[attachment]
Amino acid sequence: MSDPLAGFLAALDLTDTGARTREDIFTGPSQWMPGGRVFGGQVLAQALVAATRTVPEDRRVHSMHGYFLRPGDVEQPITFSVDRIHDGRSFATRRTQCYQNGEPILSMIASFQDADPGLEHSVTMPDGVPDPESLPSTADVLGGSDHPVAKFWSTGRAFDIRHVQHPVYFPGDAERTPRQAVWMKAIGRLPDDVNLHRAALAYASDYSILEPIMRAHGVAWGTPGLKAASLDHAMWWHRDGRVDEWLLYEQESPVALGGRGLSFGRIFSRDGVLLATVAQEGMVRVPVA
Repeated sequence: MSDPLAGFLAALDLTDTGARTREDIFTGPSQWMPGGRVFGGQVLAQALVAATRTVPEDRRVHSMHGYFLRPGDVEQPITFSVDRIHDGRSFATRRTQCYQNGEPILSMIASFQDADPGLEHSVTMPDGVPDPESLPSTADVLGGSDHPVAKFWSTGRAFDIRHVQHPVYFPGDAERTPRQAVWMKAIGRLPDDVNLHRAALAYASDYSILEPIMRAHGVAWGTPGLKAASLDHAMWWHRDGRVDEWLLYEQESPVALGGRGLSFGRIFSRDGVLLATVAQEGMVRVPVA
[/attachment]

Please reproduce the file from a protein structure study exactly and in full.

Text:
Amino acid sequence: MSDPLAGFLAALDLTDTGARTREDIFTGPSQWMPGGRVFGGQVLAQALVAATRTVPEDRRVHSMHGYFLRPGDVEQPITFSVDRIHDGRSFATRRTQCYQNGEPILSMIASFQDADPGLEHSVTMPDGVPDPESLPSTADVLGGSDHPVAKFWSTGRAFDIRHVQHPVYFPGDAERTPRQAVWMKAIGRLPDDVNLHRAALAYASDYSILEPIMRAHGVAWGTPGLKAASLDHAMWWHRDGRVDEWLLYEQESPVALGGRGLSFGRIFSRDGVLLATVAQEGMVRVPVA
Repeated sequence: MSDPLAGFLAALDLTDTGARTREDIFTGPSQWMPGGRVFGGQVLAQALVAATRTVPEDRRVHSMHGYFLRPGDVEQPITFSVDRIHDGRSFATRRTQCYQNGEPILSMIASFQDADPGLEHSVTMPDGVPDPESLPSTADVLGGSDHPVAKFWSTGRAFDIRHVQHPVYFPGDAERTPRQAVWMKAIGRLPDDVNLHRAALAYASDYSILEPIMRAHGVAWGTPGLKAASLDHAMWWHRDGRVDEWLLYEQESPVALGGRGLSFGRIFSRDGVLLATVAQEGMVRVPVA